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Can i get internet activity or browsing history from my ISP

I have a client that is in need of the browsing history for a location due to legal issues with an employee.  I was asked if I could get the browsing history from the ISP as there is no equipment onsite that has any of this data stored.  I called the ISP (Windstream) and was told that they do not store this information and that it would be illegal for them to do that as it would be an invasion of privacy.  Now, much of what I read online says differently.  Since I am not an expert on these issues I thought I would come here.  Does anyone have any information on whether that information indeed exists and, if so, how to obtain that information.

Thanks,
karislove
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karislove
Asked:
karislove
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1 Solution
 
ecarboneCommented:
Some of the large ISPs (Windstream, Comcast, Verizon) may collect information within their legal limits, but they only use it for their own BI. Highly unlikely that they would give you this data - even if they WERE recording it.

Smaller ISPs (like host.net) offer this as a paid service (just like managed firewall or managed router service). You would have had to sign a contract for this service, and there is a monthly fee.

It doesn't help you now, but in my opinion your best bet is to install something internally.

There are appliances you can purchase (Cisco, SonicWALL, etc) or there are software solutions you can install on your network (Untangle, GFI WebMonitor)

Final thoughts - I supposed your company would also have to update their employee policy to let everyone know that this type of monitoring is in effect. Not sure what the privacy laws are, but there are solutions for monitoring and filtering content within an organization.
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karisloveAuthor Commented:
ecarbone,

Thanks for the reply.  I appreciate you taking the time.  I would like to accept your answer but it doesn't sound like you are speaking from first hand experience.  Do you have experience in dealing with this matter directly?  Can that nut be cracked with a court order?  I understand that law enforcement can compel this information.  However, that is just what I think I know.

Also, your advice is good advice.  I gave my client the same speech a while ago.
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ecarboneCommented:
I have never called a major ISP to demand that they give me data which I cannot even prove they have. So you're correct in your assumption. You'd have to consult with an attorney.

As I mentioned, my advice doesn't help you now, but for this type of situation going forward I recommend putting something in place, internally.
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ecarboneCommented:
One other thing to consider - most likely all of the computers on your internal network are going out through the same 'pipe' to the Internet, through the same IP Address. So EVEN IF they were monitoring such information, how would they know WHICH computer it came from and furthermore, how would they even be able to prove it was a specific person on that specific computer at that specific time? The information you're looking for seems very granular, and I am sure any information your ISP had, would be at a 10,000 foot view.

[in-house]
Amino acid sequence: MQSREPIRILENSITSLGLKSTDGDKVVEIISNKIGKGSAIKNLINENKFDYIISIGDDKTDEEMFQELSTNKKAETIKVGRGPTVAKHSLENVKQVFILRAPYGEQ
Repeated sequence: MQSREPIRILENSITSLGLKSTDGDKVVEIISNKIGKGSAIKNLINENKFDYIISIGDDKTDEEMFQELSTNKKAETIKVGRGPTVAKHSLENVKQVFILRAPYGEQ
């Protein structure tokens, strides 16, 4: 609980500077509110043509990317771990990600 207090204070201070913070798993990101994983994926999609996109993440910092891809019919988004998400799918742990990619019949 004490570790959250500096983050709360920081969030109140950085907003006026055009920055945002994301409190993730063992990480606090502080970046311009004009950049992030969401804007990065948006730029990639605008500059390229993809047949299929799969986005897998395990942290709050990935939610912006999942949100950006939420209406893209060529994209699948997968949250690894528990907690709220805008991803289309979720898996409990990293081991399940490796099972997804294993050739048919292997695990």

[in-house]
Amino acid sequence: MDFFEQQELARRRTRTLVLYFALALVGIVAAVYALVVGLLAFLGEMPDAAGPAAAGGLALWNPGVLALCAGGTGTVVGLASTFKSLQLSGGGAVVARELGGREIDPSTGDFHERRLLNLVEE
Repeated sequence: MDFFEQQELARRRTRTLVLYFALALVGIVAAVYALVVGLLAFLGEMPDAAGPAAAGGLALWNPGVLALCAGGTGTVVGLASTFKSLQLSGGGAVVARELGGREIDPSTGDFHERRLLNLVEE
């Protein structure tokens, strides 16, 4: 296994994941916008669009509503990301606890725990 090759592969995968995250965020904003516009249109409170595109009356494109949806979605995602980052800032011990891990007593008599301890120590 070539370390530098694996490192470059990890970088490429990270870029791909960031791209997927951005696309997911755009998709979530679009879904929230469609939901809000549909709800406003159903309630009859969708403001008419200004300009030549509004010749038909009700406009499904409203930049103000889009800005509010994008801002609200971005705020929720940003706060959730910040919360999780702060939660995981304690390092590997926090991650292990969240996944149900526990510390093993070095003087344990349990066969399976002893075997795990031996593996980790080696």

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karisloveAuthor Commented:
ecarbone,

This location only has one computer that connects to the Windstream router.  The high level view would be fine.

Thanks
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ecarboneCommented:
Still no way to prove that person was on that computer though, right? I'm just offering my non-attorney opinion.  ;-)     I think your best bet is to consult with an attorney.
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karisloveAuthor Commented:
ecarbone,

Oddly enough there is video of the time in question so placing the employee at the computer is rather easy.  Sadly, at least for this specific instance, the camera was not pointed at the screen.  

Consulting an attorney could be the next step.  I was hoping that someone would be able to help me avoid that.

Thanks,
karislove
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AntzsInfrastructure ServicesCommented:
Instead of getting it from the ISP, which I think is a dead end anyway.

Is there anything left on the PC itself?  Even though it has been deleted, it may be worth recovering depending on how important the case is.

Browsing history maybe?
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nickg5Commented:
I can tell you that a local computer shop that builds systems and is involved in computers related to local authorities told me that the user (in this case your employee) can delete browsing history all day long.
But it will always be retrievable from the hard drive unless the hard drive is literally taken apart and destroyed.
So if it is a serious security issue and you do not mind buying a new system or new hard drive, then remove the hard drive and based on what I was told the data is there.

Lawyer? Why not confront the person, re-install a good camera and tell them that if they do not reveal their browsing history, then they will lose their job and you will take the computer to the police internet department.

They might give you what you want and then resign to keep from having a firing on their record.
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karisloveAuthor Commented:
Anthony,

PC is a dead end.  The PC was upgraded to W10 and reset with the clean wipe feature before the issue was detected.

Thanks,
karislove
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karisloveAuthor Commented: